While the banksters aren’t going down without a fight—they ARE going down. ~ BP
Barclays was accused last night of obstructing an American judicial investigation into whether it operated its “dark pool” trading activities to the disadvantage of its clients and for the benefit of high-frequency traders.
Regulators claim that the bank has defied lawfully issued subpoenas from Eric Schneiderman, the New York attorney-general, seeking depositions under oath from two top executives — William White, its head of electronic trading, and David Johnsen, the head of product development.
“As of today Barclays has still refused to produce these witnesses for deposition. We believe our subpoenas are justified,” a spokesman for Mr Schneiderman said.
January 22, 2015
Barclays Fights Back in Dark Pool Case
Barclays has stepped up its efforts to persuade a US judge to throw out a case brought by the New York attorney-general alleging the British bank misled clients about its secretive “dark pool” private trading venue.
Eric Schneiderman’s office filed an amended complaint against the bank on Wednesday which included new details and for the first time named the executives the state believes were involved in deceiving users of the dark pool.
But the bank’s lawyers said in their own filing that the move by Mr Schneiderman was a last-ditch attempt to bolster his allegations against Barclays after the judge on the case pointed out numerous weaknesses in the lawsuit.“The NYAG hopes to uncover information to somehow fix the fatal deficiencies in the complaint identified by Barclays’ motion to dismiss and by the court at oral argument — deficiencies that are in no way cured in the NYAG’s proposed amended complaint,” Barclays’ lawyers wrote. Although the bank has settled with US watchdogs over LIBOR rate rigging, it is fighting this case.
Dark pools have been in the regulatory crosshairs because prices are not posted in real time and trades are revealed after they have been executed. Mr Schneiderman and other critics allege that secrecy has sometimes masked practices that favour traders, who use thousands of rapid-fire trades, over other investors.
Both filings came as the parties wait for Justice Shirley Werner Kornreich to rule on the bank’s motion to dismiss the case. She has previously expressed some scepticism about the state’s claim that Barclays favoured its high-frequency trading clients over other institutional investors who used its dark pool.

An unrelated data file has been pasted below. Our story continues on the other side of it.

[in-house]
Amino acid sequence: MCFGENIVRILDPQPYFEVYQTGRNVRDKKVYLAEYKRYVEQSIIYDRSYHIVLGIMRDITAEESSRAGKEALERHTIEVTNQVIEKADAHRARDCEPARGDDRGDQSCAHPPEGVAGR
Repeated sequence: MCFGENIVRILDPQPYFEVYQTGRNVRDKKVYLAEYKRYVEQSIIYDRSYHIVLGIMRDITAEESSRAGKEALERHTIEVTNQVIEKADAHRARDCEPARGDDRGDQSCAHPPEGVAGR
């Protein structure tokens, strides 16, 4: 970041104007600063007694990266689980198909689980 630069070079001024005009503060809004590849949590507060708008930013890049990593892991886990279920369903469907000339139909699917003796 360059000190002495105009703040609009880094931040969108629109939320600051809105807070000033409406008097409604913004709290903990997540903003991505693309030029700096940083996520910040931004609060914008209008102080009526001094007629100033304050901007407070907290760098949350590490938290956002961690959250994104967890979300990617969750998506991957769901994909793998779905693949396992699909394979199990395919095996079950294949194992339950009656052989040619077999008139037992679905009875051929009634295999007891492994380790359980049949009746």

“How is anybody going to defend against this?” she asked during last month’s oral arguments, a transcript of which was made public last week. “There are no names, there are no specifics. It is so conclusory that I have no clue what we’re talking about here. This is a fraud claim, but there are absolutely no specifics in this complaint.”
People familiar with the attorney-general’s case said the office filed the revised complaint because of significant new facts uncovered during the investigation that the state believes undermined statements that Barclays made to the court.
The new filing alleges that internal Barclays documents show that the bank knew it was falsely claiming to clients that between 6 per cent and 9 per cent of the trading in its dark pool was “aggressive”. The new complaint also said the alleged wrongdoing was part of a widespread effort at the bank to deceive certain clients about protections for them, and that the dark pool catered to rapid-fire traders instead.
Mr Schneiderman’s filing said Barclays was not co-operating with the investigation and had defied subpoenas for two bank officials involved in the alleged scheme. The filing said they were William White, who is head of electronic trading, and David Johnsen, head of product development.
“The NYAG [New York attorney-general] hopes to uncover information to somehow fix the fatal deficiencies in the complaint identified by Barclays’ motion to dismiss and by the court at oral argument — deficiencies that are in no way cured in the NYAG’s proposed amended complaint”
Justice Kornreich has also asked why the attorney-general’s office brought the case when those who were allegedly harmed by the set-up were sophisticated institutional investors who could seek damages through private lawsuits. Several private lawsuits have been filed against Barclays that are seeking to represent the entire class of dark pool users.
The judge also said sophisticated investors would not base their decisions on the marketing materials and newspaper articles cited by the state, and asked why none of the harmed clients had been named.
Barclays’ lawyers late on Wednesday filed a motion to quash the subpoenas and halt any more discovery until the court had ruled on the request to dismiss the case. The bank also said the attorney-general’s office served the subpoenas more than seven months ago. At that time, both men agreed to be deposed.
The bank said the attorney-general’s office cancelled the depositions and instead filed its lawsuit against Barclays last June.
State lawyers revived the subpoenas on December 26 after oral arguments in which the judge criticised the lawsuit. People familiar with the attorney-general’s case said the depositions had been taken off the calendar rather than cancelled. They also claimed that Barclays had continued producing documents after the lawsuit was filed but had not made the officials available for interviews since the subpoenas were revived in December.